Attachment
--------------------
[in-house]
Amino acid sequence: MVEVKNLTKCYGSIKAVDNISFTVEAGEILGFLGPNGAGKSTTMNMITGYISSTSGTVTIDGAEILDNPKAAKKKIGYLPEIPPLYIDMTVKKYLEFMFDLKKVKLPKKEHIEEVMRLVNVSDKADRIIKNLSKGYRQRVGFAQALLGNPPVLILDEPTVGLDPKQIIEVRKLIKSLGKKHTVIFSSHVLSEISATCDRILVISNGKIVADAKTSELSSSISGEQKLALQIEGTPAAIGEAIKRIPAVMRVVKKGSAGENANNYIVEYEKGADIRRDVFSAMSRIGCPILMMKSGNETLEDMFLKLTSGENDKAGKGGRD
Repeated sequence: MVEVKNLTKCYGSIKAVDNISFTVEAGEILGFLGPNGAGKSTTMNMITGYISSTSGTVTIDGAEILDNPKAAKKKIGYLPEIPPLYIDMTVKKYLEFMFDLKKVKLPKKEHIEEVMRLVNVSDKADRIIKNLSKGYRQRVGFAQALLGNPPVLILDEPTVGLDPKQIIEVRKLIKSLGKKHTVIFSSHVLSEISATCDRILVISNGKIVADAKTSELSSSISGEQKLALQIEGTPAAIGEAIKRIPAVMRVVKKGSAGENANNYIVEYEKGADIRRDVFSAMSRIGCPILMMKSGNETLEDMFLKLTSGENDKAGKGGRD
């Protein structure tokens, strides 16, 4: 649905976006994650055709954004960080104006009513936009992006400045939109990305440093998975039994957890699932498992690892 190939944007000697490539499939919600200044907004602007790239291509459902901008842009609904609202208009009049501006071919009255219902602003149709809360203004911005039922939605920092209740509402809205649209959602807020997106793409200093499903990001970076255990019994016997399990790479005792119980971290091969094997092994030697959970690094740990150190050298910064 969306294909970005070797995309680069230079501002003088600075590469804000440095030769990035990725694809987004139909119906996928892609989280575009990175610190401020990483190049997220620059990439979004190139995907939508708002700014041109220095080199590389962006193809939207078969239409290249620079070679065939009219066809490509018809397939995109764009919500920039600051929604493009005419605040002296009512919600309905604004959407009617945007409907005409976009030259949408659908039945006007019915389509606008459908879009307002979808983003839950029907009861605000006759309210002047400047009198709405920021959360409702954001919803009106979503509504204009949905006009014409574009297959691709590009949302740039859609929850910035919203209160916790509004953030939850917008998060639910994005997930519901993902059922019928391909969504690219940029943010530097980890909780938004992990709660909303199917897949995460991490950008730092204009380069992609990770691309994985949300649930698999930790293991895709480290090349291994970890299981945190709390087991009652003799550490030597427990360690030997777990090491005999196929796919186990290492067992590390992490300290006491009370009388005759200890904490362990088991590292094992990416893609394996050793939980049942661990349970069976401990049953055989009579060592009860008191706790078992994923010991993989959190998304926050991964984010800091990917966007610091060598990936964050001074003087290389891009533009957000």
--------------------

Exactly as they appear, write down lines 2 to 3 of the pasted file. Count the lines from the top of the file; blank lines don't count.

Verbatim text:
Amino acid sequence: MVEVKNLTKCYGSIKAVDNISFTVEAGEILGFLGPNGAGKSTTMNMITGYISSTSGTVTIDGAEILDNPKAAKKKIGYLPEIPPLYIDMTVKKYLEFMFDLKKVKLPKKEHIEEVMRLVNVSDKADRIIKNLSKGYRQRVGFAQALLGNPPVLILDEPTVGLDPKQIIEVRKLIKSLGKKHTVIFSSHVLSEISATCDRILVISNGKIVADAKTSELSSSISGEQKLALQIEGTPAAIGEAIKRIPAVMRVVKKGSAGENANNYIVEYEKGADIRRDVFSAMSRIGCPILMMKSGNETLEDMFLKLTSGENDKAGKGGRD
Repeated sequence: MVEVKNLTKCYGSIKAVDNISFTVEAGEILGFLGPNGAGKSTTMNMITGYISSTSGTVTIDGAEILDNPKAAKKKIGYLPEIPPLYIDMTVKKYLEFMFDLKKVKLPKKEHIEEVMRLVNVSDKADRIIKNLSKGYRQRVGFAQALLGNPPVLILDEPTVGLDPKQIIEVRKLIKSLGKKHTVIFSSHVLSEISATCDRILVISNGKIVADAKTSELSSSISGEQKLALQIEGTPAAIGEAIKRIPAVMRVVKKGSAGENANNYIVEYEKGADIRRDVFSAMSRIGCPILMMKSGNETLEDMFLKLTSGENDKAGKGGRD